3. […] Although still highly “niche,” the popularity of podcasting has grown by 18% over year according to Edison Media Research (via Podcasting News). In their survey in 2007, 13% had listened to a podcast, up from 11% in 2006. (The 18% is lift: (13-11)/11=0.181818.) Awareness of podcasts has grown even more, from 22% having heard of the medium in 2006 to 37% in 2007. (68% lift.) […]

  4. […] UPDATE: Podcasting News points offers the thought that “podcasting appears to be somewhere between their Peak of Inflated Expectations and their Trough of Disillusionment.”—quoting Gartner’s Hype Cycle. Earlier this week I reported on statistics from the upcoming Arbitron/Edison Internet and Multimedia 2007 report. Despite a healthy upswing in people who had heard of podcasting (37% up from 22% in 2006), there was only small incremental increase in the number of people who have ever listened to a podcast (13% up from 11% last year). I’d like to offer further insight and information and then get some feedback on this matter. […]

  5. […] Podcasting News ¬ª Podcasting Audience Up 18% Since Last Year […]

  6. […] Podcasting Audience Up 18% Since Last Year “The audience for podcasts has grown 18% in the last year, according to an upcoming report from Edison Media Research. Awareness of podcasting has grown even more, jumping from 22% in 2006 to 37% in 2007.” (tags: podcast numbers) […]

  7. info says:


    Thanks for the feedback.

    Your latest podcasting research is interesting, as always.

    It’s really important to consider the research with some context, though. Your podcast definition is key to this, as is understanding the normal adoption patterns for new technologies.

    I called your podcast definition a necessary kludge, because it’s technically inaccurate, but a more accurate definition would probably be useless for doing the type of research you do.

    Because it’s inaccurate, though, we have to consider what the implications of this are your research.

    When comScore says that 70% of the US audience is using Internet video in a given month, and the Edison research pegs the video podcasting audience at 11%, it raises questions about how effectively Edison’s numbers are capturing trends in video podcasting.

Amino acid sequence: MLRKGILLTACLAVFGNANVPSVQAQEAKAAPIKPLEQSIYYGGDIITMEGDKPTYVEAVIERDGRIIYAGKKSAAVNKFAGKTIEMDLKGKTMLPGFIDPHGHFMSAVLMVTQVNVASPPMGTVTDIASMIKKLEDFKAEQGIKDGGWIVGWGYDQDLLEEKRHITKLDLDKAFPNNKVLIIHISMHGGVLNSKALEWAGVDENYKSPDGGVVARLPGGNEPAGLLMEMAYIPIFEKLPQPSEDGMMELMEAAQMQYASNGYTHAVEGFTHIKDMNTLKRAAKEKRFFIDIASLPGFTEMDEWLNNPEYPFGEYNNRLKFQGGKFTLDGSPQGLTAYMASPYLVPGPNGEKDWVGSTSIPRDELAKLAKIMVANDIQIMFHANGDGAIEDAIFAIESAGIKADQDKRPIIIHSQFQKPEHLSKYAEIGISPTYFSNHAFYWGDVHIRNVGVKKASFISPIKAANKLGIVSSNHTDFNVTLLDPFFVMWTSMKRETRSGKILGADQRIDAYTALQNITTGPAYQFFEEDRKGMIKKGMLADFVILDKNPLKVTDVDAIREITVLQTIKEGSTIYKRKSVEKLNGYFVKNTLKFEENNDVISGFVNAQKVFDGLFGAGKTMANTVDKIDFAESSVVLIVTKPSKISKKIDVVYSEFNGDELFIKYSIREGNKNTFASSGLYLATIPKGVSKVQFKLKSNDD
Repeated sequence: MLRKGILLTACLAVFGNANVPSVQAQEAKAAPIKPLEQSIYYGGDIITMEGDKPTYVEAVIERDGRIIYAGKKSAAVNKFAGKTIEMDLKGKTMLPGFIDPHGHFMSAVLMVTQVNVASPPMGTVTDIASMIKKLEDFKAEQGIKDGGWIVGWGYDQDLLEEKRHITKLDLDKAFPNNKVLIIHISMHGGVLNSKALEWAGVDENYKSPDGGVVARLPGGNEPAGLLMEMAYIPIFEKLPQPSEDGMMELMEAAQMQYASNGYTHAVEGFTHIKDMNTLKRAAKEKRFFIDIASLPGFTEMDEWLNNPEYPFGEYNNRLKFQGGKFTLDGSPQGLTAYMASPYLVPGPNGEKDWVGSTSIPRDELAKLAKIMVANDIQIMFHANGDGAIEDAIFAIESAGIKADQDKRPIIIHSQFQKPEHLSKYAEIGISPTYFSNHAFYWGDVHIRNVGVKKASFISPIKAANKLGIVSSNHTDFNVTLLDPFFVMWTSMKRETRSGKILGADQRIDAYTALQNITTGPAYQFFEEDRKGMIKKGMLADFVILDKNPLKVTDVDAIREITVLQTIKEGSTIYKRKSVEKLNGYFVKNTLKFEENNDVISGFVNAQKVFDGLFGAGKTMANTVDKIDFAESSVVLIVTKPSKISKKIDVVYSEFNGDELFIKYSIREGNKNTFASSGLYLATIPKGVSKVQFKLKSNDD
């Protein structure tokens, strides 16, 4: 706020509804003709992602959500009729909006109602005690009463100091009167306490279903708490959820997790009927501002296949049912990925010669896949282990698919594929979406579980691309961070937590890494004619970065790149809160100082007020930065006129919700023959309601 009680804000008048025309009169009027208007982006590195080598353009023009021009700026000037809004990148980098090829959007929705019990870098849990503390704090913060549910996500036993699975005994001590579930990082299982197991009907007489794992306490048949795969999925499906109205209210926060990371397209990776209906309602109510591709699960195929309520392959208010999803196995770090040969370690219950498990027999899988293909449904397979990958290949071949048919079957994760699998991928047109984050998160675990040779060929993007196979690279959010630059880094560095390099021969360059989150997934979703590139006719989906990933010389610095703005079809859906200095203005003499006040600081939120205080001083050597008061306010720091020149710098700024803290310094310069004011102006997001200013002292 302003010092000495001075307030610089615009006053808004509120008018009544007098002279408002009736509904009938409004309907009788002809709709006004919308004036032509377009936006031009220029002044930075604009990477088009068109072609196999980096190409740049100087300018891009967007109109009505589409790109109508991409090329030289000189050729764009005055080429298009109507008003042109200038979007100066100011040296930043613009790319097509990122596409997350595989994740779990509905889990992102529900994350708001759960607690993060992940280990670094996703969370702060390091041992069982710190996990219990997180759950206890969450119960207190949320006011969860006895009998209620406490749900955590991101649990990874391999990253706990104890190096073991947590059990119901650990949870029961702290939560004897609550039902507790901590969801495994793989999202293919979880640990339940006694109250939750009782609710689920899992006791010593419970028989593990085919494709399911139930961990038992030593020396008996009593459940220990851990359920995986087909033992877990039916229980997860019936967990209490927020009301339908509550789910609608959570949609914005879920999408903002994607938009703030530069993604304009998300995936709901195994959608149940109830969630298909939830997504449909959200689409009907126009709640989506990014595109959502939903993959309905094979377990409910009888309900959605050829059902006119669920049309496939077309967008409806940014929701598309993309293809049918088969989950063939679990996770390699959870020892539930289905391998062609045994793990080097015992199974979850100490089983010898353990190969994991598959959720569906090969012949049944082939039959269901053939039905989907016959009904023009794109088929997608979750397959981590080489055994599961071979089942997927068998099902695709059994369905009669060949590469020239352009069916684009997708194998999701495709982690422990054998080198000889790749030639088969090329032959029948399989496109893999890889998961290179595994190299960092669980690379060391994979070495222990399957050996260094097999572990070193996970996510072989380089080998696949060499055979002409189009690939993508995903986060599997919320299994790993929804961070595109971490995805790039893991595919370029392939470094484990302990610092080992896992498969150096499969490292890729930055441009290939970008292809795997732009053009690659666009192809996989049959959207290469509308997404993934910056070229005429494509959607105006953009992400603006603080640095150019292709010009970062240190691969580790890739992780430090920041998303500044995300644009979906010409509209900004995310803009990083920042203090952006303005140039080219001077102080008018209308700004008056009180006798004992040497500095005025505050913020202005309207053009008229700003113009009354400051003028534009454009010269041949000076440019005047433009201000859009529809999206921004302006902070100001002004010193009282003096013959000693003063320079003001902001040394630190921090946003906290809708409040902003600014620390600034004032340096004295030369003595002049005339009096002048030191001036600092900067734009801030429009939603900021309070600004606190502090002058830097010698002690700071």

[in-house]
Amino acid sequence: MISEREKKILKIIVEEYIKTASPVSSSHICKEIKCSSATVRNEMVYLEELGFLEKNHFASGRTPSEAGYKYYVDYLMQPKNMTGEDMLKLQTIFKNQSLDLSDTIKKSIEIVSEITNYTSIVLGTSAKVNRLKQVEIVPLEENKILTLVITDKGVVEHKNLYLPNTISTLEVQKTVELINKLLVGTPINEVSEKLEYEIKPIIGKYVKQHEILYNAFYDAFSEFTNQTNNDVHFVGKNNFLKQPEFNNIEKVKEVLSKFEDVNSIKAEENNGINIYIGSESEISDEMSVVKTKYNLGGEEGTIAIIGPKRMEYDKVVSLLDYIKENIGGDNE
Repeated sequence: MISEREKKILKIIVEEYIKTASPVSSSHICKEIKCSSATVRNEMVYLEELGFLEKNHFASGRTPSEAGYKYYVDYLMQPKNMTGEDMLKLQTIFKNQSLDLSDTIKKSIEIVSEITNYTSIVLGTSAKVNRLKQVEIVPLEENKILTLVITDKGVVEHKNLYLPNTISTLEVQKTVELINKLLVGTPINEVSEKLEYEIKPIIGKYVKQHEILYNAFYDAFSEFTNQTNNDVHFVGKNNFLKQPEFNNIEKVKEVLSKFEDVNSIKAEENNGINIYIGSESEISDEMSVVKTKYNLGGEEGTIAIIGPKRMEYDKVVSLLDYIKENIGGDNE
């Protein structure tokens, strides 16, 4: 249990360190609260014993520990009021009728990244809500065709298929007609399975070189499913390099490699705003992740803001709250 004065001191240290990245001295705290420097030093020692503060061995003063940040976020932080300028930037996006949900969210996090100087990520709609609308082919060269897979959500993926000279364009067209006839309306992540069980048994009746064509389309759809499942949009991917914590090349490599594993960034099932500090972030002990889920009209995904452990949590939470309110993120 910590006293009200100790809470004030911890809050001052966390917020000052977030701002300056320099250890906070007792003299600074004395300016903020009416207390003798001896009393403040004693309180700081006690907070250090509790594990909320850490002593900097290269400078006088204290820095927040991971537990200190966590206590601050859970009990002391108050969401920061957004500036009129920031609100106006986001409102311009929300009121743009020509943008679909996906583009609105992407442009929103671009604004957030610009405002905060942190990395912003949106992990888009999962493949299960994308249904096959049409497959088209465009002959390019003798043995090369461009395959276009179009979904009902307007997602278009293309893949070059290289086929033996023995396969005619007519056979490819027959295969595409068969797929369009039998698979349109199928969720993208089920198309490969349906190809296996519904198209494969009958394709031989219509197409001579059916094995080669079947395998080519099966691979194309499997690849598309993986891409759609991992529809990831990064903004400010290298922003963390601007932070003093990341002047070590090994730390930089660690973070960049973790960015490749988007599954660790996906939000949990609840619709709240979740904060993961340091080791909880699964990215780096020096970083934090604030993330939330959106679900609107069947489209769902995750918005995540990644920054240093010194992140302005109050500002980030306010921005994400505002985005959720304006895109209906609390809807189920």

If you examine YouTube’s amazing growth in the last year, and consider that much of their content is video blogs and video podcasts like Ask A Ninja, one has to question whether or not your definition of podcasting is capturing this, and whether or not it should be.

  8. […] Seth’s Blog: Spammers, and proud of it Marketing gone wrong and the backlash that naturally follows: “Over the last few weeks, I’ve received several meails, all the same, all from real people at Reed. They baldly (and boldly) ask me to swap links with them as part of a scheme to move up the Google rankings.” […]

  9. […] Podcasting News ¬ª Podcasting Audience Up 18% Since Last Year The audience for podcasts has grown 18% in the last year, according to an upcoming report from Edison Media Research. Awareness of podcasting has grown even more, jumping from 22% in 2006 to 37% in 2007. (tags: podcasting research) […]

  10. KAN says:


  11. […] However, the main thread of the argument discusses podcast directories. So, I’m assuming that the first sentence should read, “Can we officially declare the end of the podcasting directory boom?” This makes a lot more sense, given that podcasting itself is still growing: Podcasting Audience Up 18% Since Last Year. […]

  12. […] Podcasting News ¬ª Podcasting Audience Up 18% Since Last Year (tags: podcasts) […]

  13. […] ¬†https://www.podcastingnews.com/2007/03/22/podcasting-audience-up-18-since-last-year/¬† […]

  14. […] After years of slow albeit steady growth, the number of those enjoying and creating podcasts is taking off. According to a report on podcastingnews.com, the audience for podcasts has grown 18% in the past year and furthermore, awareness of podcasting has grown even more, jumping from 22% in 2006 to 37% in 2007. […]

  15. […] Why would I take up this radical opinion at a time when podcasting is booming? Why, indeed. […]

  16. […] These graphs don’t show us anything about adoption trends for these two technologies; all they they show is that people aren’t searching for terms like “podcasting” and “blogging” as much as they used to. Maybe people know what the two words mean; maybe 2005 was the peak of the hype cycle for these two technologies. […]

  17. […] Listener comment 2– Chip Griffin of Custom Scoop, Pardon the Disruption and the Disruptive Dialogue podcast on Vegas and the New Comm Forum, and his comment on RSS leads us into a new discussion of podcast listenership numbers from Edison Media Research. […]